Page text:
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CBSSports.com Senior Writer

Rondo's unflinching courage gives Boston edge it needs to win

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BOSTON -- You didn't have to hear Rajon Rondo say anything as he lay on the TD Garden floor Saturday night, writhing in pain from a gruesome arm injury. You didn't need a doctor or surgeon to understand how bad this was, how Rondo -- the heart and soul of the Celtics and fulcrum of this series -- was in all likelihood leaving the court for the last time this season.

If you caught a glimpse of his face, though, if you looked into his eyes, you saw something different.

"I saw a guy who wasn't gonna lose this fight," Delonte West was saying in the Celtics' locker room, after Boston climbed back into the Eastern Conference semifinals with a 97-81 victory over the Heat. Miami leads the best-of-7 series 2-1, with Game 4 Monday night in Boston.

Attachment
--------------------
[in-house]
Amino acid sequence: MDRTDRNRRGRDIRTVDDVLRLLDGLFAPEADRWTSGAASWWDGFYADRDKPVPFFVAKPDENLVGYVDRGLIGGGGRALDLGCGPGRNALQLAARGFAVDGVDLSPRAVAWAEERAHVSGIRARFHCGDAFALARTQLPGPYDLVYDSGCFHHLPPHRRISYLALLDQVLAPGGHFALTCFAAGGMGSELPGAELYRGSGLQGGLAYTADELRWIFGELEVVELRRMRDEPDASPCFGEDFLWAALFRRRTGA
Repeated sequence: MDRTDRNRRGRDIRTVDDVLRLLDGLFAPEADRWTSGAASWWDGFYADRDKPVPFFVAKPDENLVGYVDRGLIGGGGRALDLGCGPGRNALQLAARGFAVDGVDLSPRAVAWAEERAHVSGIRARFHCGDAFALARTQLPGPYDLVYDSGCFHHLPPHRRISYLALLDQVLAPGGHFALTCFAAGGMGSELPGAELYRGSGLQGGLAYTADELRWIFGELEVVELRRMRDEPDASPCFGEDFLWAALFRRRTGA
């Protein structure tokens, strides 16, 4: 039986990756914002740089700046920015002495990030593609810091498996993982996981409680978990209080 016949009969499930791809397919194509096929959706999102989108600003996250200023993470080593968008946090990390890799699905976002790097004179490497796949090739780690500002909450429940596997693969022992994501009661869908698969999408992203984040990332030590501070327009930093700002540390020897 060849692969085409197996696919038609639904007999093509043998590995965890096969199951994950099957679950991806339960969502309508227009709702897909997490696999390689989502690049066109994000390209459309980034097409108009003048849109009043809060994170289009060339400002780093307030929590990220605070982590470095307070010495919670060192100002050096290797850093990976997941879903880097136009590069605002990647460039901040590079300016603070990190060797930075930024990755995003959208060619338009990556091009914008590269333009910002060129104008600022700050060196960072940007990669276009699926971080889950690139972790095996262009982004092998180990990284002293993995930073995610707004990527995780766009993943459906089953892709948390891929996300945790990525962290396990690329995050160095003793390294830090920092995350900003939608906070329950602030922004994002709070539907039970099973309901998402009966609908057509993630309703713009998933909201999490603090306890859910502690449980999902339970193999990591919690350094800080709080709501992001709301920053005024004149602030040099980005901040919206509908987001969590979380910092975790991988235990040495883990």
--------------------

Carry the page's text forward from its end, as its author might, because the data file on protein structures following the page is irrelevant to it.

Heat-Celtics: Game 3
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The Celtics hit first in Game 3, hit the Heat with the kind of force they had absorbed in the first two games in Miami. Midway through the third, Boston was building a double-digit lead with offensive precision spawned by connected, determined defense. Kevin Garnett was brutalizing Chris Bosh, Paul Pierce was finding his spots and hitting his shots, and Rondo was generating all of it. He was the engine again for the Celtics, their best chance of derailing the runaway train alternately piloted by Dwyane Wade and LeBron James in Games 1 and 2.